IMG_1257.JPG

IMG_1258.JPG

IMG_1259.JPG


About the window port- I had a bunch of pictures of the construction, but because I allow my 7-year old to play with my tablet, I no longer have access to them or even know if they still exist. It is made of laminated epoxy/fiberglass with styrene details. I'll get some close-ups and a better description later.
 

Duncanator

Sr Member
Your doing great job on this!

I have a casting technique you might find helpful to get flat backs on your parts.

Spray a piece of acrylic that's about the size of your mold with mold release, and then set it on top while the resin cures.
You'll want to place it on carefully not trap bubbles. I overfill the mold slightly, then set the acrylic on one corner while tilted at an angle. Lay the acrylic down like you are closing a (horizontal) door to push the bubbles and excess resin away. If the acrylic is clear, you'll be able to see if you trapped any bubbles. Set a light weight on it to keep it in place. Not too heavy! You don't want to compress the silicone.
After the resin cures, you just need to flex the acrylic a bit to pop your part off.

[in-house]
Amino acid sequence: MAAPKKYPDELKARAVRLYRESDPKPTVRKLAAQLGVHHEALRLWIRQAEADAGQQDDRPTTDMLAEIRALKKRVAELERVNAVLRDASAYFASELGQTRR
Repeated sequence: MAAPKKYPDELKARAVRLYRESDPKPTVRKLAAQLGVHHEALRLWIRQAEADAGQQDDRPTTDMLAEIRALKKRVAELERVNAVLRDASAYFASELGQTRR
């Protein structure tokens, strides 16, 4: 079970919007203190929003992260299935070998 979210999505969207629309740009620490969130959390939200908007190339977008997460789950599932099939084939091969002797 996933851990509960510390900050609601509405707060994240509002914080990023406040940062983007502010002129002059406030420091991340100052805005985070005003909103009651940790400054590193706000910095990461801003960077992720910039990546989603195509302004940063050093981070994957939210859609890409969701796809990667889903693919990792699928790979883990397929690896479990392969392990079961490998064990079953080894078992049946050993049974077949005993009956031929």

Perfectly flat back with no sanding!
 

Bondo Fett

Well-Known Member
RPF PREMIUM MEMBER
Your doing great job on this!

I have a casting technique you might find helpful to get flat backs on your parts.

Spray a piece of acrylic that's about the size of your mold with mold release, and then set it on top while the resin cures.
You'll want to place it on carefully not trap bubbles. I overfill the mold slightly, then set the acrylic on one corner while tilted at an angle. Lay the acrylic down like you are closing a (horizontal) door to push the bubbles and excess resin away. If the acrylic is clear, you'll be able to see if you trapped any bubbles. Set a light weight on it to keep it in place. Not too heavy! You don't want to compress the silicone.
After the resin cures, you just need to flex the acrylic a bit to pop your part off.

Perfectly flat back with no sanding!
I love that idea! I just happen to have plenty of acrylic lying around, I might have to run some parts just to try it. Thanks, Duncanator!
 

Bondo Fett

Well-Known Member
RPF PREMIUM MEMBER